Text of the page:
When parents are united and alternatives are real, judges do not belong anywhere near the decision
The suffering of Alfie Evans and his parents has been heartbreaking to watch; his death even more so. But amid all the commentary which has followed, it is easy to forget that no one, including Tom Evans and Kate James, doubted that Alfie would eventually succumb to his condition.
Despite so many claims to the contrary, the chilling legal ordeal they were put through had nothing to do with their willingness to accept the reality of Alfie’s situation.
Alfie’s parents were not looking for an impossible cure, or grasping at straws to forestall the inevitable. They simply wanted the dignity of Alfie’s life respected, an acknowledgment that his existence was not futile, and that they, as his parents, had the right to fight for his life and decide what was best for him. These simple facts have been obscured.
There has been no shortage of people insisting that the matter is tragic and painful “for all concerned”. This sentiment seems like a noble expression on its face, but is actually rather suspect. The constant invocation of “all sides” and “everyone involved” implicitly buys into the premise that hospital administrators, lawyers and judges are somehow coequal stakeholders with Tom Evans and Kate James in the life of their son. They most emphatically are not. Yet it seems that the balance has now gone in completely the opposite direction to what the law intends.
No judge or doctor can have the same “concern” for a child as a parent. The involvement of the authorities has been permitted in law to provide for situations where the family fails, or the parents cannot agree on how best to care for their child.
No, parents are not always right if they say that life support should be continued against all medical consensus and objective facts. But that was nowhere near where Tom Evans and Kate James found themselves. Medical opinion was far from settled on Alfie’s best options – Bambino Gesù hospital in Rome had offered to continue treatment. But the courts decided on Alfie’s behalf, against the determination of his parents, which medical advice to accept.
When parents are united and alternatives are real, judges do not belong anywhere near the decision. Yet thanks to a decade and more of judicial overreach and creeping institutional control over families (from educational and local authorities more often than doctors), the law now sees parents as little more than caretakers of their children, who are merely on loan from the state.
Those who side with the court’s decision dismiss Alfie’s parents as clinging to irrational hopes at the expense of their son’s continued suffering. On the contrary, the Evans family have shown a much more clear-eyed understanding of what was at stake in their son’s case than any on the other side. The heroic witness of Alfie’s family to the simple fact that his life, short and sad though it was, had meaning, value and was worth preserving, was a stinging rebuke to our society which is increasingly comfortable taking a eugenic stance in law and culture – be it in the abortion of children with disabilities, or even based on sex, or the rejection of any ongoing situation of suffering as a life not worth living.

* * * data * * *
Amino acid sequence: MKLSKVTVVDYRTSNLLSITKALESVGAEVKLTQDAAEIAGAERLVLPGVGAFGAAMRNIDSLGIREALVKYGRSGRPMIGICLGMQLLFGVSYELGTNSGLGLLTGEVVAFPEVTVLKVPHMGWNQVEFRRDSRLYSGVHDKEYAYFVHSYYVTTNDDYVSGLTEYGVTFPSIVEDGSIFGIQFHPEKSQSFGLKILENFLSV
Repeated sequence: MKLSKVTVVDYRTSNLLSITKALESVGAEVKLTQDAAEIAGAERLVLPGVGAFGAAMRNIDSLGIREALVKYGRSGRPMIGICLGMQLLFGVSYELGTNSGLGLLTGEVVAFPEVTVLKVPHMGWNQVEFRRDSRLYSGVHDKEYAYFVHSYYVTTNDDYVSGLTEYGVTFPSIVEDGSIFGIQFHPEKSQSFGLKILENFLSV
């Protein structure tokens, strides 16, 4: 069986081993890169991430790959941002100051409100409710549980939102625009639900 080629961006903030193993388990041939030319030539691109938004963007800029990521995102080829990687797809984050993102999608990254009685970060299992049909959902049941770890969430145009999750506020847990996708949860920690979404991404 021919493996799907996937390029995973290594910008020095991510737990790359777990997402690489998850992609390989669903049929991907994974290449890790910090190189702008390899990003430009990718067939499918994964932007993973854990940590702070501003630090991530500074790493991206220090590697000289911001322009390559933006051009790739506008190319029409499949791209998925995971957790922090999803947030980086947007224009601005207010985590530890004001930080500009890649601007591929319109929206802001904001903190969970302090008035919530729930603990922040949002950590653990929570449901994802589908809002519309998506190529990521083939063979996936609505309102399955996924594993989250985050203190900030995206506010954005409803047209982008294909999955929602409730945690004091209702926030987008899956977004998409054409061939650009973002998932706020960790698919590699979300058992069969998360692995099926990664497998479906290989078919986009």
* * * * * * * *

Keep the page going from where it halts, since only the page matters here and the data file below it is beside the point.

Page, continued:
Many sought to chill defence of Alfie’s right to life, and his parents’ right to defend it, by insisting that the case was “complicated”, by which they usually meant “too complicated for you to understand”. Others insisted that the doctors, administrators and judges “know more about it” than we could looking in from outside. Both of these are false premises. The scandal of the Alfie Evans case has nothing to do with the details of his (still undiagnosed) medical condition, nor does it hinge on unknown unknowns out of the public domain. At its core, the matter is perfectly simple.
The courts and the hospital can reasonably say that treatment should be withdrawn. What is disgraceful is that Alfie’s parents were physically prevented from removing their child from a hospital which had gone to court for the power not to treat him. The revolting irony of Alfie being forced to remain in a hospital to ensure he could not receive medical treatment should stop us all in our tracks.
The courts and the hospital had every right to reach the determination that nothing more could be done for Alfie. But in asserting that his parents had no right, indeed must be stopped from accepting offers of help and treatment from elsewhere, they asserted almost a form of legal ownership over the child.
The family is the absolute foundation of society; respect for the dignity and inherent value of human life the standard of civilisation. The Alfie Evans case showed the perhaps terminal damage both of these have now sustained in Britain.